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May 4, 2020

Margherita's Story

Margherita Coppolino

Margherita's Story


Margherita Coppolino

Margherita shares her experiences as a short statured, Italian, lesbian woman.

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[Title on screen reads, ‘Margherita’s Story’]

[Text on screen reads, ‘Content Warning: Includes discussion of sexual abuse’]

[Our Site logo]

[Short statured Margherita sits on the couch with her dog]


So, my name is Margherita Coppolino. I like to say the last name because I'm very proud about my Italian heritage background. This is my fur child, Missy, who's the love of my life and the boss of the house. I'm a proud feminist living with a disability, lesbian, and live in the Western Suburbs of Melbourne where all the migrants migrated when they first came to Australia. And my mother migrated in '59 from Sicily and she fell pregnant on the boat coming to Australia. So when she arrived, she was well and truly pregnant with me. She wasn't married so she had to put me up for adoption. In those days if there was anything medically wrong with the child they couldn't be adopted so I was made a ward of the state for 18 years. In the orphanage I really denied my ethnic background. I think we can honestly talk about the '60s being not so great in regards to accepting of people from CALD communities. And it wasn't until I left the orphanage I tracked my family background and had a conversation with my mother some years later by phone. I really understood then just how difficult it was for my mother in those days and then made that decision in my life that it's really OK being from an Italian background. And really started to own and acknowledge that that's a part of me, it always has been.

So it's been a lovely journey to where I am now because that's a part of me that has taken almost up until now to come to terms with. I mentioned I'm a woman of colour but I also have a disability so OK, you know, I have a... I'm short-statured with a dwarfism condition. I was born with it. Believe it or not, that was the easiest intersectional background for me to come to terms with because I was born with that. I pretty much came to terms with it quite young in life. I keep forgetting that I'm only four foot nothing in height until people remind me that I am short.

Another intersectional lens - this journey was a little bit different. And my sexuality, I think, reflected from... coming to terms with it was my institutional upbringing, my...being brought up by nuns the Catholic way. So I really struggled coming to terms with my sexuality, based on exposure in those environments. I unfortunately did experience sexual abuse in some circumstances and I think that's had an impact on...on my developing intimate relationships. When I did the Royal Commission for children with sexual abuse I actually did a private hearing and when I did that...I actually started to heal. And it was probably one of the most powerful things that I've done in my life. So now I'm excited around where I might go now in...having a long-term relationship...because of the healing I've done since coming out and confronting it.

Two years ago, in New York, I was asked to go to COSP, which is the convention of the state parties, to do CRPD, which is the convention of rights of people with disabilities. PWDA and the DPOA, which is the alliance, decided to put on a side event on LGBTIQA and I got asked to tell my story and be on that panel. And I kind of went, "Yep, OK, I'd be ready. If I'm going to do it that's probably a good place to do it." I went through, using a couple of slides, and one of the slides I used was a photo that was done of me by Belinda Mason for Intimate Encounters where it was of me full-frontal nude that she did for the people with disabilities in intimacy. I showed that and I thought, "That's what it took for me to come out in public, to come to terms with my body image," that once I got through that and broke through that then it was OK for me to be a lesbian.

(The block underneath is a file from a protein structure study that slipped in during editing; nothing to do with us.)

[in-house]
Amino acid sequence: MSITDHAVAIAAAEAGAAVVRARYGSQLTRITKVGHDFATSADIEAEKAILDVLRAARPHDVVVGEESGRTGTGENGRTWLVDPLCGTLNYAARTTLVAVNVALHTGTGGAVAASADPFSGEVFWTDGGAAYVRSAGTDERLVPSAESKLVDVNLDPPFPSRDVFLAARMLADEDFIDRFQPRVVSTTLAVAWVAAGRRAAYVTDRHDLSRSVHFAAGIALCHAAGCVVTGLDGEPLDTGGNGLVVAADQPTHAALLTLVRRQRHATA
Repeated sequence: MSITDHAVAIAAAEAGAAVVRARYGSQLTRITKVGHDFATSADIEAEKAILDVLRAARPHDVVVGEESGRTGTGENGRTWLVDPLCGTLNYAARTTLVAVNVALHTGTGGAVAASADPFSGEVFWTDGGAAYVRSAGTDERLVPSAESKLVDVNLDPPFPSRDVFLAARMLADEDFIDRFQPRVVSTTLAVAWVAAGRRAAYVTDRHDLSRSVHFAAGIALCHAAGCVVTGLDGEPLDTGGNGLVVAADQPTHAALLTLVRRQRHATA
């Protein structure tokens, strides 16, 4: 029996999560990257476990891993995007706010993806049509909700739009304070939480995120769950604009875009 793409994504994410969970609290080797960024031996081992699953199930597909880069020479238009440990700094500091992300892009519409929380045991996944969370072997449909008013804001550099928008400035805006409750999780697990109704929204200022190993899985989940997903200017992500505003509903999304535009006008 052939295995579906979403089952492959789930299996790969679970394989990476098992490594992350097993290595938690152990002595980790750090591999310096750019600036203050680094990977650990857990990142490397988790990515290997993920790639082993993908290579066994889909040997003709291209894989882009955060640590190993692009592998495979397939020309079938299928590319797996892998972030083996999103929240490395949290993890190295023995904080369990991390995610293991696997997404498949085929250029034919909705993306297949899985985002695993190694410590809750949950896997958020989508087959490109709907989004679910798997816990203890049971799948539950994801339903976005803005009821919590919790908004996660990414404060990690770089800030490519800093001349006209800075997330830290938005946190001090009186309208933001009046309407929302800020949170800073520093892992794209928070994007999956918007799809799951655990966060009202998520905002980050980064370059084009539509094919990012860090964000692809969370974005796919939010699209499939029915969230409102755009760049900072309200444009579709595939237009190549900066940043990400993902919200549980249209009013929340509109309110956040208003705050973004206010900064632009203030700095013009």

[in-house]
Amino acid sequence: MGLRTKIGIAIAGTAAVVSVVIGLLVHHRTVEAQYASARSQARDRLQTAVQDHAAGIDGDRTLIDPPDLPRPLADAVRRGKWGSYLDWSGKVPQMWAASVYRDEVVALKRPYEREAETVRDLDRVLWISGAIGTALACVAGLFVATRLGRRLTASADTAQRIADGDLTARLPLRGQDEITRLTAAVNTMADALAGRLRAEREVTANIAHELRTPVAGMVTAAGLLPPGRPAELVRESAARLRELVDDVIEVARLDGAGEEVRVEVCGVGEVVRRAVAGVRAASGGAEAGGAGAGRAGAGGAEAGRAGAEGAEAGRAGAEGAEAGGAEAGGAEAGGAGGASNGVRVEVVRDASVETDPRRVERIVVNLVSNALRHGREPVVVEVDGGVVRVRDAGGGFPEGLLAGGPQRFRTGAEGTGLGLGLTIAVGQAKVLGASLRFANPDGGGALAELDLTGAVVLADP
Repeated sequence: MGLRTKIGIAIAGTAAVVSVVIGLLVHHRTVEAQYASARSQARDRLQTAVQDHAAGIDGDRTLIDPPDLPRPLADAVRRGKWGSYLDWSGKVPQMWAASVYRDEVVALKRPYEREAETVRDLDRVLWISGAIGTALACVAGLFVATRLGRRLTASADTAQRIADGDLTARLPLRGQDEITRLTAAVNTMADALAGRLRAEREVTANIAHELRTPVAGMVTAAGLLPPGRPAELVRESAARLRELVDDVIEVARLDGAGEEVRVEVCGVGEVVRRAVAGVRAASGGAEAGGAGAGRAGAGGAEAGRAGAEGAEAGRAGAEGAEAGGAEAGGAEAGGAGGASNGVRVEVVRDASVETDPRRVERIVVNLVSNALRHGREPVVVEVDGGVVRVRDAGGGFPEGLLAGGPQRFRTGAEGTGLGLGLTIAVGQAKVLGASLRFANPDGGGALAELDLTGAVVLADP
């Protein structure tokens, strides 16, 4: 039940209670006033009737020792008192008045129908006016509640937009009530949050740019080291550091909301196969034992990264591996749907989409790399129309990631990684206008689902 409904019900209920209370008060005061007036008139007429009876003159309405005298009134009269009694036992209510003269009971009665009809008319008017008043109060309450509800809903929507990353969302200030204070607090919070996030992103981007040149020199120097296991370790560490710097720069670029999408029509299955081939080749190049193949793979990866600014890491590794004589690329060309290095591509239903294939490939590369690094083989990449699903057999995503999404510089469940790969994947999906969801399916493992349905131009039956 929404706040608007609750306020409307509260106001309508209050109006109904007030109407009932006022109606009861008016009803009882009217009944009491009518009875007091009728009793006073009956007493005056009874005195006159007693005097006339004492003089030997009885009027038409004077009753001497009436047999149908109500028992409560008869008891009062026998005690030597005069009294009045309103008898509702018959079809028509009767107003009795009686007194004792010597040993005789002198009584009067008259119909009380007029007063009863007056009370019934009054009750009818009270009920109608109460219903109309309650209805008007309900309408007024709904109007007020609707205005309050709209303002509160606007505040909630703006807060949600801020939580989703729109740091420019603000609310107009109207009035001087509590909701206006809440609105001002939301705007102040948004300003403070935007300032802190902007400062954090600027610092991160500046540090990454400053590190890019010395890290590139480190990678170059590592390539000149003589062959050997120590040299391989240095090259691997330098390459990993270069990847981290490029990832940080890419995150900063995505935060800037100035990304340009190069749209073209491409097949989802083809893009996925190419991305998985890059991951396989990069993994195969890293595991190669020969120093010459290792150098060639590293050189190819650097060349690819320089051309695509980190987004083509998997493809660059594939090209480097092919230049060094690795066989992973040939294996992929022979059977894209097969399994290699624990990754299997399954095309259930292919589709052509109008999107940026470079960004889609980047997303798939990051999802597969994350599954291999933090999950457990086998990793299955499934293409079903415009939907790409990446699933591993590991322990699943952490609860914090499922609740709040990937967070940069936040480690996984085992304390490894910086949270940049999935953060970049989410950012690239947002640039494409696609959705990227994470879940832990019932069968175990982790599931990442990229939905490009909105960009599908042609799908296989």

What's been really exciting about that journey is I now wear rainbow stickers and all of that and I don't have to come out, just everybody knows, right? It's much... But I think the other part to that, too, is I bring my whole self to everything that I do. I haven't been able to do that until up to two years ago. That's how significant New York COSP was for me. It was a breaking point for that. Most people, and particularly young people with a...and particularly women with disabilities do get to a stage where body image comes up all the time. Even if they're not talking about sexuality, the body image is a hot topic.

For me, to encourage other women with disabilities who are struggling with their body image - find some way to break through. For me it was about appearing in Intimate Encounters. When Belinda said, "We're going to do you full frontal," the first thing I said, "Well, you have to tell me when so I can go to the gym, so I can shave my legs, shave my armpits." And then I thought, "I don't do that anyway, so..." But once I'd stripped off it was like, "This is not so bad." And then when she showed the photo, it was shown for the first time at the Gay Games in Sydney 2000. And there were people walking around and they'd come up and they'd walk past and say, "Nice bod." I kind of went, "Thank you. OK!" And those two little comments, it was like, "I just got told I've got a nice bod."

[Text on screen reads, ‘If you or someone you know is impacted by violence call 1800RESPECT on 1800 737 732 or visit 1800respect.org.au. In a emergency call 000’]

[The logo for 1800RESPECT]

[National sexual assault, domestic family violence counselling service]

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This story is tagged under:

Life Choices
Taking Part
Sex and Your Body
Safety and violence

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